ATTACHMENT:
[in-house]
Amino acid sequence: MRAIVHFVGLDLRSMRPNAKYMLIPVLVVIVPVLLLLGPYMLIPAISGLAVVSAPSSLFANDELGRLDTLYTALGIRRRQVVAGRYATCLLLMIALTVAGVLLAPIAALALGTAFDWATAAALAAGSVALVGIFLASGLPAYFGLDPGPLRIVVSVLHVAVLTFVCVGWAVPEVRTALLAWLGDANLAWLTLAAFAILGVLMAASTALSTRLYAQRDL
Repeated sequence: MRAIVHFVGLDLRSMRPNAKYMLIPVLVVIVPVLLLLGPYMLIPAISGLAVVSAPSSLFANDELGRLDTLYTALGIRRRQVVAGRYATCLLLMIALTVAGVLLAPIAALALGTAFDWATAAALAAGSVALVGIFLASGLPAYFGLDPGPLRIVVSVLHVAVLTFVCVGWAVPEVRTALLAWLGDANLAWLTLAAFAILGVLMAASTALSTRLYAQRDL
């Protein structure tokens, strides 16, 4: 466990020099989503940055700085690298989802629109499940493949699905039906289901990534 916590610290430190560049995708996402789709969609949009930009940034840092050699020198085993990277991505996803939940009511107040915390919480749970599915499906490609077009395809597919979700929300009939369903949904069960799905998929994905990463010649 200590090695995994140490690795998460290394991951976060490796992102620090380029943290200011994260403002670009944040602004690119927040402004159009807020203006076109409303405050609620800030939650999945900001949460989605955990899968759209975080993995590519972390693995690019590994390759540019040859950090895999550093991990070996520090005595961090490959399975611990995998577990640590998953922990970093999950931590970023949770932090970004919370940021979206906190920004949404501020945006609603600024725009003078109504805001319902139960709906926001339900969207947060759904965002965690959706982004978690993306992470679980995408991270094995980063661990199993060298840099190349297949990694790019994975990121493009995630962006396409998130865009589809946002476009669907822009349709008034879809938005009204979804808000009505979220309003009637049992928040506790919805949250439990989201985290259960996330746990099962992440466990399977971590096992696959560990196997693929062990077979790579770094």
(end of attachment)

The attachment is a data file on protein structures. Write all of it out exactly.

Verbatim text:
[in-house]
Amino acid sequence: MRAIVHFVGLDLRSMRPNAKYMLIPVLVVIVPVLLLLGPYMLIPAISGLAVVSAPSSLFANDELGRLDTLYTALGIRRRQVVAGRYATCLLLMIALTVAGVLLAPIAALALGTAFDWATAAALAAGSVALVGIFLASGLPAYFGLDPGPLRIVVSVLHVAVLTFVCVGWAVPEVRTALLAWLGDANLAWLTLAAFAILGVLMAASTALSTRLYAQRDL
Repeated sequence: MRAIVHFVGLDLRSMRPNAKYMLIPVLVVIVPVLLLLGPYMLIPAISGLAVVSAPSSLFANDELGRLDTLYTALGIRRRQVVAGRYATCLLLMIALTVAGVLLAPIAALALGTAFDWATAAALAAGSVALVGIFLASGLPAYFGLDPGPLRIVVSVLHVAVLTFVCVGWAVPEVRTALLAWLGDANLAWLTLAAFAILGVLMAASTALSTRLYAQRDL
């Protein structure tokens, strides 16, 4: 466990020099989503940055700085690298989802629109499940493949699905039906289901990534 916590610290430190560049995708996402789709969609949009930009940034840092050699020198085993990277991505996803939940009511107040915390919480749970599915499906490609077009395809597919979700929300009939369903949904069960799905998929994905990463010649 200590090695995994140490690795998460290394991951976060490796992102620090380029943290200011994260403002670009944040602004690119927040402004159009807020203006076109409303405050609620800030939650999945900001949460989605955990899968759209975080993995590519972390693995690019590994390759540019040859950090895999550093991990070996520090005595961090490959399975611990995998577990640590998953922990970093999950931590970023949770932090970004919370940021979206906190920004949404501020945006609603600024725009003078109504805001319902139960709906926001339900969207947060759904965002965690959706982004978690993306992470679980995408991270094995980063661990199993060298840099190349297949990694790019994975990121493009995630962006396409998130865009589809946002476009669907822009349709008034879809938005009204979804808000009505979220309003009637049992928040506790919805949250439990989201985290259960996330746990099962992440466990399977971590096992696959560990196997693929062990077979790579770094």